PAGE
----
Charles T. Downey for classicalmusicamerica.org:
"The first work, Lifeboat, was the best of the evening. A compactly constructed libretto by Emily Roller explored the conflicts among three victims of a shipwreck, marooned together in an inflatable lifeboat. Good libretto construction is quite different from simply writing a play that will be set to music, since the lines to be sung should optimally fit into the composer’s musical plan. Roller’s libretto meshed beautifully with the score by Matthew Peterson. Seeming to have resulted from input from both composer and librettist, the opera moved from a tumultuous opening ensemble, as three refugees on the Mediterranean Sea cut the lifeboat free from their sinking ship, through compelling aria moments, and into a moving final ensemble.
Mezzo-soprano Daryl Freedman has been one of the most potent voices to come out of WNO’s Domingo-Cafritz Young Artist Program in recent years. Leading a cast made up mostly of her colleagues in that program, she was at the top of her vocal game as the Doctor, who mediates the growing antagonism between the Soldier and the Professor on either side of her. In the opera’s central aria, “Another body,” the Doctor gives a sort of autopsy report on the young refugee girl’s body brought to the surface by the Professor’s fishing line. As Peterson’s score marshaled the growing power of the small orchestra, Freedman was able to soar above it in a thrilling way.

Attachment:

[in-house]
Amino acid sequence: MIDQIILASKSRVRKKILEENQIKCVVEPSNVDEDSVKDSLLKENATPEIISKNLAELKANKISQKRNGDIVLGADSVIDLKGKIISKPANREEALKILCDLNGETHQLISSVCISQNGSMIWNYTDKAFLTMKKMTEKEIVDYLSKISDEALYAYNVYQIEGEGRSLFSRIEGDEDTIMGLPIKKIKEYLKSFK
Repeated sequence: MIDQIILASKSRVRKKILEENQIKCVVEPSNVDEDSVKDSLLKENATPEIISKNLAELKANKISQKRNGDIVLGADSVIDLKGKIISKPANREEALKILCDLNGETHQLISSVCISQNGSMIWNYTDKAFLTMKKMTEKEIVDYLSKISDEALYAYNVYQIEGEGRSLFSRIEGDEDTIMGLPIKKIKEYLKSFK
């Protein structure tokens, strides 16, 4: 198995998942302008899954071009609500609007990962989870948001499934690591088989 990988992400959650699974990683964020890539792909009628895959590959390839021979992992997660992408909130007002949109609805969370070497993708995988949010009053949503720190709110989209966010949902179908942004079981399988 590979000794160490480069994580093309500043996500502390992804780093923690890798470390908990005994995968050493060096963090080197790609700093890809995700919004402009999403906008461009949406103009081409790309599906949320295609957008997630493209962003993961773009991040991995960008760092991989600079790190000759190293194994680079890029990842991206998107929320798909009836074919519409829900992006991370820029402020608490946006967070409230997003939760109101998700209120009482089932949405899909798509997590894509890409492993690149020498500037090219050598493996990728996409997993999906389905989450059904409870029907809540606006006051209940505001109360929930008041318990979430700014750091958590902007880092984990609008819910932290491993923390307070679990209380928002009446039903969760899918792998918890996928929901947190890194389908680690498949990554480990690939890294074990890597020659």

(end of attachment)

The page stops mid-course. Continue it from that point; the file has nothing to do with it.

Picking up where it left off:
Soprano Raquel González also brought a powerful edge to the agitated role of the Soldier, especially in the exasperated aria “Remain calm,” in reaction to the title phrase written in the lifeboat’s safety manual. The more plaintive side of her voice came out as with equal success well in the later aria “Have you ever seen,” wherein the Soldier reveals her own loss of an infant son. Baritone Andrew McLaughlin was effective in the supporting role of the Professor. As the strings mimicked the cries of seagulls, the three voices blended together in the striking final ensemble, “If only we were birds,” during which the characters realize with some finality that they may not survive. Peterson showed admirable mastery of both vocal writing and colorful orchestration, with some interesting touches of percussion (ratchet, glockenspiel) in particular."
read the full review here